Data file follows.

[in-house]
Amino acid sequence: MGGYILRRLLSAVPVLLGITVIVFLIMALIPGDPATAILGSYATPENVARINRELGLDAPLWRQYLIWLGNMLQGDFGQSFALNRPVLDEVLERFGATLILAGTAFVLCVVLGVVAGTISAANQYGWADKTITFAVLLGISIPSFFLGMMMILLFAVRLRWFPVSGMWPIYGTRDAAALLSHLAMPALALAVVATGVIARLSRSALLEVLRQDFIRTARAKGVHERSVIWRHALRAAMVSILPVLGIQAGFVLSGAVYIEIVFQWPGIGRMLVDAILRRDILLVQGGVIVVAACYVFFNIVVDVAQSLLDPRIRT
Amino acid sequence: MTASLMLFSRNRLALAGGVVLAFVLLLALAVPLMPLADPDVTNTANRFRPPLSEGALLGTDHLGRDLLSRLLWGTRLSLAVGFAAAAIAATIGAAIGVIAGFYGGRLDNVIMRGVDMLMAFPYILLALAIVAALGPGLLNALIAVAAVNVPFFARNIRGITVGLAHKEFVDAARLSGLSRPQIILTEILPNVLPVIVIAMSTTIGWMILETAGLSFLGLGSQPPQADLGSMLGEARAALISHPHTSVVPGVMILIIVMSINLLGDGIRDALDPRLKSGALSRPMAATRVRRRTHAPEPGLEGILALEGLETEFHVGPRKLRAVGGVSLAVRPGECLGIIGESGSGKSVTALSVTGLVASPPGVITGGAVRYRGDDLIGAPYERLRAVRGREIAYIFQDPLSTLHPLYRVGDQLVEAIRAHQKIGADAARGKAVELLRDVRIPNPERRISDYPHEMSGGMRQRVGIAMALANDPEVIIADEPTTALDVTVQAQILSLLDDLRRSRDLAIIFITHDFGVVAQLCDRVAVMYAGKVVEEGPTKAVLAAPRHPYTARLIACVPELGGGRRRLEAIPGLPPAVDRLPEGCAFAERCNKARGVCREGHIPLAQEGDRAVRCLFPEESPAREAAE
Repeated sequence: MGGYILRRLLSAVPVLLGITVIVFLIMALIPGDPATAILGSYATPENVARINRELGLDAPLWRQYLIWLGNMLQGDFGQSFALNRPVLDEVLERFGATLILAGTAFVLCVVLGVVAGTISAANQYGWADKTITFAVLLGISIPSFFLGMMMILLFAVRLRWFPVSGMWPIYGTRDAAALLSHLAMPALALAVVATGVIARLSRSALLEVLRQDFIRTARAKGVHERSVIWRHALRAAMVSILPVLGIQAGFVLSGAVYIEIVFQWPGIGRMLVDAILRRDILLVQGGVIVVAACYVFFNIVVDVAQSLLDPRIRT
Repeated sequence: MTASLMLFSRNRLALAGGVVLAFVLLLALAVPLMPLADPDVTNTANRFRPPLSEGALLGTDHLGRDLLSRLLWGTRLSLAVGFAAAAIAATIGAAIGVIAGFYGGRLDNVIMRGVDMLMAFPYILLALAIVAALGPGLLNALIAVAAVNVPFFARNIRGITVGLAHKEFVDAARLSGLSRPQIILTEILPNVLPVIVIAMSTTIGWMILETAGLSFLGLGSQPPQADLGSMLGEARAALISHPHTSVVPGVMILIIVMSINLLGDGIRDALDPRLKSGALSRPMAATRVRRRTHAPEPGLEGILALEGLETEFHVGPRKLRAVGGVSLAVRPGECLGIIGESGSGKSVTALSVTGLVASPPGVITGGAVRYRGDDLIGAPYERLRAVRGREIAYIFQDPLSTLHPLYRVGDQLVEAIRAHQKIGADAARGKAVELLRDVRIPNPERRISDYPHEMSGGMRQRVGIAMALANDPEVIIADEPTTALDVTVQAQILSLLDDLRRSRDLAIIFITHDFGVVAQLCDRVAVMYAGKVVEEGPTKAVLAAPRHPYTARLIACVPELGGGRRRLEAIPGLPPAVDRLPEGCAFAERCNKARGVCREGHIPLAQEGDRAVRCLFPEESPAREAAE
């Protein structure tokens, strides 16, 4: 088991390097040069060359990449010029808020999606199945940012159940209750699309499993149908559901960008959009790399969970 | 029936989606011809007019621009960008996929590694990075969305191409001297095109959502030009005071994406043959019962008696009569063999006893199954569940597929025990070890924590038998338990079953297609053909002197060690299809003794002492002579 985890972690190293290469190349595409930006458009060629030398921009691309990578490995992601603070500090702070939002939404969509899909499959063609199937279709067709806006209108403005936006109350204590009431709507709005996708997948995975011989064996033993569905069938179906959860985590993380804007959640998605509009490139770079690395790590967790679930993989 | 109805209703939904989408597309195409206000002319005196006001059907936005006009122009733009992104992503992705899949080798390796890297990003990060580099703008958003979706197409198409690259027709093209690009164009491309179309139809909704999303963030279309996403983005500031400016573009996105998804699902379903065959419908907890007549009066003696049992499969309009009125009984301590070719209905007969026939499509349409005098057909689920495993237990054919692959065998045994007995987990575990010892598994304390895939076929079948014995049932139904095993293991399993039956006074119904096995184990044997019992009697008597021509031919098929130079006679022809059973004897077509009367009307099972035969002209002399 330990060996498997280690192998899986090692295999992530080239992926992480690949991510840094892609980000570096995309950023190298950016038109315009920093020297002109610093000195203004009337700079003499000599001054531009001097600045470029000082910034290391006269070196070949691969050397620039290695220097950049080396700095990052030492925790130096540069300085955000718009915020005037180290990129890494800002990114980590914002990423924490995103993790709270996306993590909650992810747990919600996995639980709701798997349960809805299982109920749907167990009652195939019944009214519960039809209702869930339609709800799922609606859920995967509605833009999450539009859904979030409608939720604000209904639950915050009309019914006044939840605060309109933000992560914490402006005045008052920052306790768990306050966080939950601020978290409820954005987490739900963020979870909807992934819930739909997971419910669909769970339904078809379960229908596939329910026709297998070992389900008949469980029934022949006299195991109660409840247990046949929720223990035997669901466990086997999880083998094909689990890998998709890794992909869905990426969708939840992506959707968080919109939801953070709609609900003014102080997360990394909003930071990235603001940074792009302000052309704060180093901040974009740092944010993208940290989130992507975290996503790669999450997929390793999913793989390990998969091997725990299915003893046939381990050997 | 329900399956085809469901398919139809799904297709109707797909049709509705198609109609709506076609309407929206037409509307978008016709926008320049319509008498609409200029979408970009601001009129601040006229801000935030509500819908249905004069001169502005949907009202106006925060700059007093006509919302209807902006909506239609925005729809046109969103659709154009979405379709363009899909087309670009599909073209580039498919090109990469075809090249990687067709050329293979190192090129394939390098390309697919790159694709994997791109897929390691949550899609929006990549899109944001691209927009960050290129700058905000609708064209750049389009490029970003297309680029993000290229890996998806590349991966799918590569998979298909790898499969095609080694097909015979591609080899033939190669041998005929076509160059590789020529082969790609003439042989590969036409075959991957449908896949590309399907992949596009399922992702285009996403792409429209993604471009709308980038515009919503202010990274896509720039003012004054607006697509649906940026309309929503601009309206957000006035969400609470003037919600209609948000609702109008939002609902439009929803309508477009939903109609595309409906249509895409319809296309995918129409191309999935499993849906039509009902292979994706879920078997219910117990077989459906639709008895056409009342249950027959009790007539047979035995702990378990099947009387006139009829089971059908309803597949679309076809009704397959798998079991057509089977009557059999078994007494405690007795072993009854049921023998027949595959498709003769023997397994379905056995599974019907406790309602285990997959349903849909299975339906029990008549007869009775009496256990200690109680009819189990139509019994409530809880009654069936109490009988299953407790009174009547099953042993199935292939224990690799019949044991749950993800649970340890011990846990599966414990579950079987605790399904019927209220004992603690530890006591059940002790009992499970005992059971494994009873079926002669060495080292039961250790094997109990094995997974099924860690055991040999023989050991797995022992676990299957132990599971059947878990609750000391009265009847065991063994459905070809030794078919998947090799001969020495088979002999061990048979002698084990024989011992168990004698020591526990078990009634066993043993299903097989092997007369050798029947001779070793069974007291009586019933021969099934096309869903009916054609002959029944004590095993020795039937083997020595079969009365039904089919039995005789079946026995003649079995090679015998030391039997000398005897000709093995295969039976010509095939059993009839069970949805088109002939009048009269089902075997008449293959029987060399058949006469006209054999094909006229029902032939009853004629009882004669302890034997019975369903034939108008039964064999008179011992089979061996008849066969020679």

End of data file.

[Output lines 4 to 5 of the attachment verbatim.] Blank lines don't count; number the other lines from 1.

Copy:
Repeated sequence: MGGYILRRLLSAVPVLLGITVIVFLIMALIPGDPATAILGSYATPENVARINRELGLDAPLWRQYLIWLGNMLQGDFGQSFALNRPVLDEVLERFGATLILAGTAFVLCVVLGVVAGTISAANQYGWADKTITFAVLLGISIPSFFLGMMMILLFAVRLRWFPVSGMWPIYGTRDAAALLSHLAMPALALAVVATGVIARLSRSALLEVLRQDFIRTARAKGVHERSVIWRHALRAAMVSILPVLGIQAGFVLSGAVYIEIVFQWPGIGRMLVDAILRRDILLVQGGVIVVAACYVFFNIVVDVAQSLLDPRIRT
Repeated sequence: MTASLMLFSRNRLALAGGVVLAFVLLLALAVPLMPLADPDVTNTANRFRPPLSEGALLGTDHLGRDLLSRLLWGTRLSLAVGFAAAAIAATIGAAIGVIAGFYGGRLDNVIMRGVDMLMAFPYILLALAIVAALGPGLLNALIAVAAVNVPFFARNIRGITVGLAHKEFVDAARLSGLSRPQIILTEILPNVLPVIVIAMSTTIGWMILETAGLSFLGLGSQPPQADLGSMLGEARAALISHPHTSVVPGVMILIIVMSINLLGDGIRDALDPRLKSGALSRPMAATRVRRRTHAPEPGLEGILALEGLETEFHVGPRKLRAVGGVSLAVRPGECLGIIGESGSGKSVTALSVTGLVASPPGVITGGAVRYRGDDLIGAPYERLRAVRGREIAYIFQDPLSTLHPLYRVGDQLVEAIRAHQKIGADAARGKAVELLRDVRIPNPERRISDYPHEMSGGMRQRVGIAMALANDPEVIIADEPTTALDVTVQAQILSLLDDLRRSRDLAIIFITHDFGVVAQLCDRVAVMYAGKVVEEGPTKAVLAAPRHPYTARLIACVPELGGGRRRLEAIPGLPPAVDRLPEGCAFAERCNKARGVCREGHIPLAQEGDRAVRCLFPEESPAREAAE